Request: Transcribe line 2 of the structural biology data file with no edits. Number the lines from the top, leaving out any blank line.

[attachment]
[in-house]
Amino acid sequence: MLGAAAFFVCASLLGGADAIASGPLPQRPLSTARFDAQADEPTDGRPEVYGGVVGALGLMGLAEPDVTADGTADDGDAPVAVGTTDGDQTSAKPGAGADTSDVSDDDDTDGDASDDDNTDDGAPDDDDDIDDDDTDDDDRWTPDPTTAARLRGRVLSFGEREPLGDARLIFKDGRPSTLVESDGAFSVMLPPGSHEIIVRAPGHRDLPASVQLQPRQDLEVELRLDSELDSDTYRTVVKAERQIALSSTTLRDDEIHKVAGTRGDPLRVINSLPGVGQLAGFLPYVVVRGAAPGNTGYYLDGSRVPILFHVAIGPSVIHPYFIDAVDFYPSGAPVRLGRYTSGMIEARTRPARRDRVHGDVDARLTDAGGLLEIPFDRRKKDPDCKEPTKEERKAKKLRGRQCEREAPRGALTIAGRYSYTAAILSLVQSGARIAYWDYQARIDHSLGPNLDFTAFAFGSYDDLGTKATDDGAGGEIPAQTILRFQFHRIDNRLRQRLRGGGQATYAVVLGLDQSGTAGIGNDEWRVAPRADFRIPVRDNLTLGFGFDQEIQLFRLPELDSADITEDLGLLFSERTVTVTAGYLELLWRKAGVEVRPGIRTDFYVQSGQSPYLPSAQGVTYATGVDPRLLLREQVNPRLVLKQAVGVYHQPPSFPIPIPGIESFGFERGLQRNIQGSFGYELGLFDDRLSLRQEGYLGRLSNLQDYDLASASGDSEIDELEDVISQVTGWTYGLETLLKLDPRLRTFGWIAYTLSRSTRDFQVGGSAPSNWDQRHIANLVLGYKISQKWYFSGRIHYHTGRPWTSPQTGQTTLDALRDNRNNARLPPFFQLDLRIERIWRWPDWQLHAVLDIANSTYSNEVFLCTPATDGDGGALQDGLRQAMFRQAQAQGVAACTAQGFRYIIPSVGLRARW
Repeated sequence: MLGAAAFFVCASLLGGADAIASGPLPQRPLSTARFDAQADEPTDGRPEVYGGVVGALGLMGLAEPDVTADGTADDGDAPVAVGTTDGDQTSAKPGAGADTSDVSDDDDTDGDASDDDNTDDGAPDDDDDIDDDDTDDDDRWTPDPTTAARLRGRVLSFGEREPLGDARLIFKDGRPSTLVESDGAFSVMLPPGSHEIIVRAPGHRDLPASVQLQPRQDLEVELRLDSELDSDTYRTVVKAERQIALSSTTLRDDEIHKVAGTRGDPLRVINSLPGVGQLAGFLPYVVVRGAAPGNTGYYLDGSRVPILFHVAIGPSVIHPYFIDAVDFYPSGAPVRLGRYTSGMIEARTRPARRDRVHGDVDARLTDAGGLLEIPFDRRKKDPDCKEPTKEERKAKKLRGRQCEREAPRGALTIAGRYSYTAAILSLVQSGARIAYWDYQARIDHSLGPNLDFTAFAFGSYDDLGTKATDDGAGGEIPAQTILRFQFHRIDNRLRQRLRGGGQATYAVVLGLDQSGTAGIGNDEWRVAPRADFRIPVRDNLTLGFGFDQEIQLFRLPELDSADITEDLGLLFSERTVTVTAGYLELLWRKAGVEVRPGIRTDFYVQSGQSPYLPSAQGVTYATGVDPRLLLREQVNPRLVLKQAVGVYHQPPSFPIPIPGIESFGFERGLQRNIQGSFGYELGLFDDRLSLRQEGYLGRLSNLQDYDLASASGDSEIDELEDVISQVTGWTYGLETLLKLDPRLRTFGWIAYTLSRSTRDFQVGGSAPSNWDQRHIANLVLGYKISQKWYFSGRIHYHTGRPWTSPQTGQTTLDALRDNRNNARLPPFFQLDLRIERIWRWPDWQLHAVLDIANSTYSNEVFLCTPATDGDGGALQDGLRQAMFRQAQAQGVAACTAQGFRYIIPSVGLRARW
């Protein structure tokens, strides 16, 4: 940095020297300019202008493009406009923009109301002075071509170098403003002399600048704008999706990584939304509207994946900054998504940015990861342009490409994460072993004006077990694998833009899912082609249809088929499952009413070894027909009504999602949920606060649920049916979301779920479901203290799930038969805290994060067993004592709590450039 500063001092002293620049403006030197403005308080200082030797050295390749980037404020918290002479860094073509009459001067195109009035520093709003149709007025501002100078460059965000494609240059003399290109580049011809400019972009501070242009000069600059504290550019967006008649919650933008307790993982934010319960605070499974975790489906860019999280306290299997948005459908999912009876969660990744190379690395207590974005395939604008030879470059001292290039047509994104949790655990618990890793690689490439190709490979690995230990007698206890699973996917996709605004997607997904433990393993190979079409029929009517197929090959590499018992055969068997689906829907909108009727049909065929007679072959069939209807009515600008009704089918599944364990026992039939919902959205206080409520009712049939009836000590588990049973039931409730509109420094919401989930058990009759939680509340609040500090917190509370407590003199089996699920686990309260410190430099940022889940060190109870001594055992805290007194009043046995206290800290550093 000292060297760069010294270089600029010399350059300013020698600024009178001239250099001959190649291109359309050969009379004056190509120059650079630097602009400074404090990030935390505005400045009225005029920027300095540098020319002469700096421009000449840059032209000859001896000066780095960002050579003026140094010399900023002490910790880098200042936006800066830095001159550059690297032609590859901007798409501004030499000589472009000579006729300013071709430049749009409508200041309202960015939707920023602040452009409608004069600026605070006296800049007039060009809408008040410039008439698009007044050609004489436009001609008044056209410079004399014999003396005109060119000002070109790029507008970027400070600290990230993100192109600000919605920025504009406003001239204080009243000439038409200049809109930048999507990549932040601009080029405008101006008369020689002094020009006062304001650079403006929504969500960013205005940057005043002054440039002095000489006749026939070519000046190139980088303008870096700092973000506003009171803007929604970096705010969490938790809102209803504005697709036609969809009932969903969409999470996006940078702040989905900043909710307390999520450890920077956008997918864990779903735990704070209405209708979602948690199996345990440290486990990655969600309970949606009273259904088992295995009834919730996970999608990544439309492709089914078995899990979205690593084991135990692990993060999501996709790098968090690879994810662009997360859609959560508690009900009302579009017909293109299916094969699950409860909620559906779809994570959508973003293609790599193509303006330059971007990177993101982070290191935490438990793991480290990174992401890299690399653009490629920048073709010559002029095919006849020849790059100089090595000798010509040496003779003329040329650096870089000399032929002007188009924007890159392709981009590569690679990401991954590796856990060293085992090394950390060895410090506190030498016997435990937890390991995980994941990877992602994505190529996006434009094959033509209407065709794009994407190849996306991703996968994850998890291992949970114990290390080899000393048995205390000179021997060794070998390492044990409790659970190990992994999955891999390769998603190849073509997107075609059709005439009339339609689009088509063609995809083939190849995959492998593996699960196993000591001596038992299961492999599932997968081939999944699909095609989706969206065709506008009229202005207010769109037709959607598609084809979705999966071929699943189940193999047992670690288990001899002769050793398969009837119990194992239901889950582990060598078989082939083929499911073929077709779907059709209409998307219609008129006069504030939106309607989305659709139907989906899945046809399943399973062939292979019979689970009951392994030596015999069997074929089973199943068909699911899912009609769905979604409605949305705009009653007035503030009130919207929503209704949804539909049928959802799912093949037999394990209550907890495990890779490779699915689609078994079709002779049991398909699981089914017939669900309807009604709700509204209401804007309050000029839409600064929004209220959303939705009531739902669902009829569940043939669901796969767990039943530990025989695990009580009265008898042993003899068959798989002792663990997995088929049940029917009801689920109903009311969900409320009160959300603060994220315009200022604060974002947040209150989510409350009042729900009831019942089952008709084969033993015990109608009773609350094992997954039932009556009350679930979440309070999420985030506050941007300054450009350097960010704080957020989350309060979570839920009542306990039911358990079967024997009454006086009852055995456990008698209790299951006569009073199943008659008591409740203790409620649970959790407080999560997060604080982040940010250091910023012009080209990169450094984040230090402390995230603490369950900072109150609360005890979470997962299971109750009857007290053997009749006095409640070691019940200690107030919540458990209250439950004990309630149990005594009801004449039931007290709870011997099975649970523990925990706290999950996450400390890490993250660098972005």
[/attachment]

Amino acid sequence: MLGAAAFFVCASLLGGADAIASGPLPQRPLSTARFDAQADEPTDGRPEVYGGVVGALGLMGLAEPDVTADGTADDGDAPVAVGTTDGDQTSAKPGAGADTSDVSDDDDTDGDASDDDNTDDGAPDDDDDIDDDDTDDDDRWTPDPTTAARLRGRVLSFGEREPLGDARLIFKDGRPSTLVESDGAFSVMLPPGSHEIIVRAPGHRDLPASVQLQPRQDLEVELRLDSELDSDTYRTVVKAERQIALSSTTLRDDEIHKVAGTRGDPLRVINSLPGVGQLAGFLPYVVVRGAAPGNTGYYLDGSRVPILFHVAIGPSVIHPYFIDAVDFYPSGAPVRLGRYTSGMIEARTRPARRDRVHGDVDARLTDAGGLLEIPFDRRKKDPDCKEPTKEERKAKKLRGRQCEREAPRGALTIAGRYSYTAAILSLVQSGARIAYWDYQARIDHSLGPNLDFTAFAFGSYDDLGTKATDDGAGGEIPAQTILRFQFHRIDNRLRQRLRGGGQATYAVVLGLDQSGTAGIGNDEWRVAPRADFRIPVRDNLTLGFGFDQEIQLFRLPELDSADITEDLGLLFSERTVTVTAGYLELLWRKAGVEVRPGIRTDFYVQSGQSPYLPSAQGVTYATGVDPRLLLREQVNPRLVLKQAVGVYHQPPSFPIPIPGIESFGFERGLQRNIQGSFGYELGLFDDRLSLRQEGYLGRLSNLQDYDLASASGDSEIDELEDVISQVTGWTYGLETLLKLDPRLRTFGWIAYTLSRSTRDFQVGGSAPSNWDQRHIANLVLGYKISQKWYFSGRIHYHTGRPWTSPQTGQTTLDALRDNRNNARLPPFFQLDLRIERIWRWPDWQLHAVLDIANSTYSNEVFLCTPATDGDGGALQDGLRQAMFRQAQAQGVAACTAQGFRYIIPSVGLRARW